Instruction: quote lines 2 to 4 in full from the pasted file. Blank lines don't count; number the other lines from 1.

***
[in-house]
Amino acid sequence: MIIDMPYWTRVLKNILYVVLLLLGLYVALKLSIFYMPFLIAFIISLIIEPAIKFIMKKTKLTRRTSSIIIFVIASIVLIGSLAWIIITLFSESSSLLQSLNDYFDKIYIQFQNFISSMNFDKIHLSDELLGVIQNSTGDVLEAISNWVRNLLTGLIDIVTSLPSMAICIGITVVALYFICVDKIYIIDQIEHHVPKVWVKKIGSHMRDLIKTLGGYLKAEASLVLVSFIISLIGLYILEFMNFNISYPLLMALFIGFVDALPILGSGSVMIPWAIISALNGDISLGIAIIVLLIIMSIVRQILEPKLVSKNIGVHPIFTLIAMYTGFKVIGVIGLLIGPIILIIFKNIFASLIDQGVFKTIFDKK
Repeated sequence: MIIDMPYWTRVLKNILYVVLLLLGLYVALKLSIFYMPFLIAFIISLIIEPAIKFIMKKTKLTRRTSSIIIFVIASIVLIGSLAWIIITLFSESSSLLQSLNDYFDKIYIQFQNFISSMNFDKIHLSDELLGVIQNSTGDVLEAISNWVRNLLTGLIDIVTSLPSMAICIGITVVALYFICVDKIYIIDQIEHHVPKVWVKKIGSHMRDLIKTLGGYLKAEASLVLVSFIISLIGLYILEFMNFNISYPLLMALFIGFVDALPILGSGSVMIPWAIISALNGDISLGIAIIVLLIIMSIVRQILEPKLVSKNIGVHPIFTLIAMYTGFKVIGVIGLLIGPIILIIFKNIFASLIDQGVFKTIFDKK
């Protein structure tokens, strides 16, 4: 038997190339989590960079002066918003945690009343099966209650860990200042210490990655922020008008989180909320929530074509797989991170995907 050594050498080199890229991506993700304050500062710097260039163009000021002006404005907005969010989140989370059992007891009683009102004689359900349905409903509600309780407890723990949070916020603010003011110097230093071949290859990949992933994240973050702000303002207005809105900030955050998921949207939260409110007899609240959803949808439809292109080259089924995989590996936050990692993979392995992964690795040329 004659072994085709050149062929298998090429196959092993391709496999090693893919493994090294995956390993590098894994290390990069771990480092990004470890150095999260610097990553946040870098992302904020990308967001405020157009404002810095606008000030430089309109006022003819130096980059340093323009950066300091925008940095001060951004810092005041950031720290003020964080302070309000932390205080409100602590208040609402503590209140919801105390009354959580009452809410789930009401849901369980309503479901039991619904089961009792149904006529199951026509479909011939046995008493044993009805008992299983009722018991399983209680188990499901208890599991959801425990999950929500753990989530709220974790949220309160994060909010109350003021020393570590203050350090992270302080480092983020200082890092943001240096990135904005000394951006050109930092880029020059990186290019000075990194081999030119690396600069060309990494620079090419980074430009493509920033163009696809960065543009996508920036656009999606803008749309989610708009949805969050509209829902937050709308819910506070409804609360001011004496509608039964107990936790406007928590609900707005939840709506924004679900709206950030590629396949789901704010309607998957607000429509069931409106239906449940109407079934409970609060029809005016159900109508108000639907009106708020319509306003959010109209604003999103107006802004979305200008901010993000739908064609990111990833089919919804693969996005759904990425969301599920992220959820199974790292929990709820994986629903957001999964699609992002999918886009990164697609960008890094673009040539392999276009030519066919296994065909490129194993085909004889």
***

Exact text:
Amino acid sequence: MIIDMPYWTRVLKNILYVVLLLLGLYVALKLSIFYMPFLIAFIISLIIEPAIKFIMKKTKLTRRTSSIIIFVIASIVLIGSLAWIIITLFSESSSLLQSLNDYFDKIYIQFQNFISSMNFDKIHLSDELLGVIQNSTGDVLEAISNWVRNLLTGLIDIVTSLPSMAICIGITVVALYFICVDKIYIIDQIEHHVPKVWVKKIGSHMRDLIKTLGGYLKAEASLVLVSFIISLIGLYILEFMNFNISYPLLMALFIGFVDALPILGSGSVMIPWAIISALNGDISLGIAIIVLLIIMSIVRQILEPKLVSKNIGVHPIFTLIAMYTGFKVIGVIGLLIGPIILIIFKNIFASLIDQGVFKTIFDKK
Repeated sequence: MIIDMPYWTRVLKNILYVVLLLLGLYVALKLSIFYMPFLIAFIISLIIEPAIKFIMKKTKLTRRTSSIIIFVIASIVLIGSLAWIIITLFSESSSLLQSLNDYFDKIYIQFQNFISSMNFDKIHLSDELLGVIQNSTGDVLEAISNWVRNLLTGLIDIVTSLPSMAICIGITVVALYFICVDKIYIIDQIEHHVPKVWVKKIGSHMRDLIKTLGGYLKAEASLVLVSFIISLIGLYILEFMNFNISYPLLMALFIGFVDALPILGSGSVMIPWAIISALNGDISLGIAIIVLLIIMSIVRQILEPKLVSKNIGVHPIFTLIAMYTGFKVIGVIGLLIGPIILIIFKNIFASLIDQGVFKTIFDKK
């Protein structure tokens, strides 16, 4: 038997190339989590960079002066918003945690009343099966209650860990200042210490990655922020008008989180909320929530074509797989991170995907 050594050498080199890229991506993700304050500062710097260039163009000021002006404005907005969010989140989370059992007891009683009102004689359900349905409903509600309780407890723990949070916020603010003011110097230093071949290859990949992933994240973050702000303002207005809105900030955050998921949207939260409110007899609240959803949808439809292109080259089924995989590996936050990692993979392995992964690795040329 004659072994085709050149062929298998090429196959092993391709496999090693893919493994090294995956390993590098894994290390990069771990480092990004470890150095999260610097990553946040870098992302904020990308967001405020157009404002810095606008000030430089309109006022003819130096980059340093323009950066300091925008940095001060951004810092005041950031720290003020964080302070309000932390205080409100602590208040609402503590209140919801105390009354959580009452809410789930009401849901369980309503479901039991619904089961009792149904006529199951026509479909011939046995008493044993009805008992299983009722018991399983209680188990499901208890599991959801425990999950929500753990989530709220974790949220309160994060909010109350003021020393570590203050350090992270302080480092983020200082890092943001240096990135904005000394951006050109930092880029020059990186290019000075990194081999030119690396600069060309990494620079090419980074430009493509920033163009696809960065543009996508920036656009999606803008749309989610708009949805969050509209829902937050709308819910506070409804609360001011004496509608039964107990936790406007928590609900707005939840709506924004679900709206950030590629396949789901704010309607998957607000429509069931409106239906449940109407079934409970609060029809005016159900109508108000639907009106708020319509306003959010109209604003999103107006802004979305200008901010993000739908064609990111990833089919919804693969996005759904990425969301599920992220959820199974790292929990709820994986629903957001999964699609992002999918886009990164697609960008890094673009040539392999276009030519066919296994065909490129194993085909004889």